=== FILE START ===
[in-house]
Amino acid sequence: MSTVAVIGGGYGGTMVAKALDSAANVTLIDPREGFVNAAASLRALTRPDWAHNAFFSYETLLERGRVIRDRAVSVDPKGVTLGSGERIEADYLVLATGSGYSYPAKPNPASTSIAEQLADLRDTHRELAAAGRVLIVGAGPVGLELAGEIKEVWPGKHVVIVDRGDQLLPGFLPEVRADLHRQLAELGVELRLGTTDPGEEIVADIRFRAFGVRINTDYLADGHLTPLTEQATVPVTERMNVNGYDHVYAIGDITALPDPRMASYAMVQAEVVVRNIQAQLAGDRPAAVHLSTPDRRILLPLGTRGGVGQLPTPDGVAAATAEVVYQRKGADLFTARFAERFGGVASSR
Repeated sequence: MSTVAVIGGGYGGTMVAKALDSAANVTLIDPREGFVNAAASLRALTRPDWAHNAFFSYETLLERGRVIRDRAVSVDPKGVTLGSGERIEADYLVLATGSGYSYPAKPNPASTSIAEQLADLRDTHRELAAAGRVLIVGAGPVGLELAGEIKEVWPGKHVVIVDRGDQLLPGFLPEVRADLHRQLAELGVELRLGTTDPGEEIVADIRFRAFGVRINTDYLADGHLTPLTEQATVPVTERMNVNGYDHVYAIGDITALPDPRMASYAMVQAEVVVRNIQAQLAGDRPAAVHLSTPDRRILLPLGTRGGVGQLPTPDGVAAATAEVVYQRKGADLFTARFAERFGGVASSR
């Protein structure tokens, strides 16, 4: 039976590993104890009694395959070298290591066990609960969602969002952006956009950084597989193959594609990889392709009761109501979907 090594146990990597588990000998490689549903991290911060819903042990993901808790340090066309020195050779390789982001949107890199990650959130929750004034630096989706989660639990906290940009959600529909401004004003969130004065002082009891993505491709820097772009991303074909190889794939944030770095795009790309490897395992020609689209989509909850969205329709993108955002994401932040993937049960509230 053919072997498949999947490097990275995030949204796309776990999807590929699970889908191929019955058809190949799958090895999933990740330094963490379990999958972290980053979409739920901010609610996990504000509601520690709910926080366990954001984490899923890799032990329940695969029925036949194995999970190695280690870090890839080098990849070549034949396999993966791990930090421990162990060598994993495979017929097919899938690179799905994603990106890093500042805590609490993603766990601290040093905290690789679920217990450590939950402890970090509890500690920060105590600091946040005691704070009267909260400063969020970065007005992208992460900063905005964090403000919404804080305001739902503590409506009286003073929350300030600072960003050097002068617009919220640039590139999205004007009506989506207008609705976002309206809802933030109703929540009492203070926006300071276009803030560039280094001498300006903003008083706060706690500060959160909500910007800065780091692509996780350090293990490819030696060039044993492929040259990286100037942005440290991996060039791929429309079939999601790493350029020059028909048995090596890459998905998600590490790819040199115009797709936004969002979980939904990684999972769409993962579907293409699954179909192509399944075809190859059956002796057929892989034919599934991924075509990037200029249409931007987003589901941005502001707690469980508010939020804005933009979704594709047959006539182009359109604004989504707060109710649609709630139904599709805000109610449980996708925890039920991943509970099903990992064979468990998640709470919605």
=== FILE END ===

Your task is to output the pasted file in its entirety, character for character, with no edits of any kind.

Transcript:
[in-house]
Amino acid sequence: MSTVAVIGGGYGGTMVAKALDSAANVTLIDPREGFVNAAASLRALTRPDWAHNAFFSYETLLERGRVIRDRAVSVDPKGVTLGSGERIEADYLVLATGSGYSYPAKPNPASTSIAEQLADLRDTHRELAAAGRVLIVGAGPVGLELAGEIKEVWPGKHVVIVDRGDQLLPGFLPEVRADLHRQLAELGVELRLGTTDPGEEIVADIRFRAFGVRINTDYLADGHLTPLTEQATVPVTERMNVNGYDHVYAIGDITALPDPRMASYAMVQAEVVVRNIQAQLAGDRPAAVHLSTPDRRILLPLGTRGGVGQLPTPDGVAAATAEVVYQRKGADLFTARFAERFGGVASSR
Repeated sequence: MSTVAVIGGGYGGTMVAKALDSAANVTLIDPREGFVNAAASLRALTRPDWAHNAFFSYETLLERGRVIRDRAVSVDPKGVTLGSGERIEADYLVLATGSGYSYPAKPNPASTSIAEQLADLRDTHRELAAAGRVLIVGAGPVGLELAGEIKEVWPGKHVVIVDRGDQLLPGFLPEVRADLHRQLAELGVELRLGTTDPGEEIVADIRFRAFGVRINTDYLADGHLTPLTEQATVPVTERMNVNGYDHVYAIGDITALPDPRMASYAMVQAEVVVRNIQAQLAGDRPAAVHLSTPDRRILLPLGTRGGVGQLPTPDGVAAATAEVVYQRKGADLFTARFAERFGGVASSR
């Protein structure tokens, strides 16, 4: 039976590993104890009694395959070298290591066990609960969602969002952006956009950084597989193959594609990889392709009761109501979907 090594146990990597588990000998490689549903991290911060819903042990993901808790340090066309020195050779390789982001949107890199990650959130929750004034630096989706989660639990906290940009959600529909401004004003969130004065002082009891993505491709820097772009991303074909190889794939944030770095795009790309490897395992020609689209989509909850969205329709993108955002994401932040993937049960509230 053919072997498949999947490097990275995030949204796309776990999807590929699970889908191929019955058809190949799958090895999933990740330094963490379990999958972290980053979409739920901010609610996990504000509601520690709910926080366990954001984490899923890799032990329940695969029925036949194995999970190695280690870090890839080098990849070549034949396999993966791990930090421990162990060598994993495979017929097919899938690179799905994603990106890093500042805590609490993603766990601290040093905290690789679920217990450590939950402890970090509890500690920060105590600091946040005691704070009267909260400063969020970065007005992208992460900063905005964090403000919404804080305001739902503590409506009286003073929350300030600072960003050097002068617009919220640039590139999205004007009506989506207008609705976002309206809802933030109703929540009492203070926006300071276009803030560039280094001498300006903003008083706060706690500060959160909500910007800065780091692509996780350090293990490819030696060039044993492929040259990286100037942005440290991996060039791929429309079939999601790493350029020059028909048995090596890459998905998600590490790819040199115009797709936004969002979980939904990684999972769409993962579907293409699954179909192509399944075809190859059956002796057929892989034919599934991924075509990037200029249409931007987003589901941005502001707690469980508010939020804005933009979704594709047959006539182009359109604004989504707060109710649609709630139904599709805000109610449980996708925890039920991943509970099903990992064979468990998640709470919605």